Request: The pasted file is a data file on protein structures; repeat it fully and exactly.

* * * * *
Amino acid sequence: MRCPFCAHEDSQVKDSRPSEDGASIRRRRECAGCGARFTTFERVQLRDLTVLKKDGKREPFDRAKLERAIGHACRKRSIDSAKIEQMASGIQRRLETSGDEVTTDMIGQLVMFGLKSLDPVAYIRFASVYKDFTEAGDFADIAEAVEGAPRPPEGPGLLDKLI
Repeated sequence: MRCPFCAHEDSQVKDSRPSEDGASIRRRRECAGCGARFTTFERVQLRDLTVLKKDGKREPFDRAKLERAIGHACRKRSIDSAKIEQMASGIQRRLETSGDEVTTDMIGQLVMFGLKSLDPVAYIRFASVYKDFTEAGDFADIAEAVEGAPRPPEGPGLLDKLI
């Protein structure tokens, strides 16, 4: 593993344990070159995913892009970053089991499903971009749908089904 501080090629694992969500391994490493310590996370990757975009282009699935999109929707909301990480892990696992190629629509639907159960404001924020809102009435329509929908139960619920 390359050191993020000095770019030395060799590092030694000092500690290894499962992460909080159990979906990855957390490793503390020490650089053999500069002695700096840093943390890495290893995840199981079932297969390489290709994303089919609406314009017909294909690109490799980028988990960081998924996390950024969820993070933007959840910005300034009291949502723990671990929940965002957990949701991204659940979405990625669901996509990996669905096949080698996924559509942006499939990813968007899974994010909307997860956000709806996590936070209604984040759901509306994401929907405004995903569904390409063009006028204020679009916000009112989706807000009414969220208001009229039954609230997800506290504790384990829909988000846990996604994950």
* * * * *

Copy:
Amino acid sequence: MRCPFCAHEDSQVKDSRPSEDGASIRRRRECAGCGARFTTFERVQLRDLTVLKKDGKREPFDRAKLERAIGHACRKRSIDSAKIEQMASGIQRRLETSGDEVTTDMIGQLVMFGLKSLDPVAYIRFASVYKDFTEAGDFADIAEAVEGAPRPPEGPGLLDKLI
Repeated sequence: MRCPFCAHEDSQVKDSRPSEDGASIRRRRECAGCGARFTTFERVQLRDLTVLKKDGKREPFDRAKLERAIGHACRKRSIDSAKIEQMASGIQRRLETSGDEVTTDMIGQLVMFGLKSLDPVAYIRFASVYKDFTEAGDFADIAEAVEGAPRPPEGPGLLDKLI
């Protein structure tokens, strides 16, 4: 593993344990070159995913892009970053089991499903971009749908089904 501080090629694992969500391994490493310590996370990757975009282009699935999109929707909301990480892990696992190629629509639907159960404001924020809102009435329509929908139960619920 390359050191993020000095770019030395060799590092030694000092500690290894499962992460909080159990979906990855957390490793503390020490650089053999500069002695700096840093943390890495290893995840199981079932297969390489290709994303089919609406314009017909294909690109490799980028988990960081998924996390950024969820993070933007959840910005300034009291949502723990671990929940965002957990949701991204659940979405990625669901996509990996669905096949080698996924559509942006499939990813968007899974994010909307997860956000709806996590936070209604984040759901509306994401929907405004995903569904390409063009006028204020679009916000009112989706807000009414969220208001009229039954609230997800506290504790384990829909988000846990996604994950």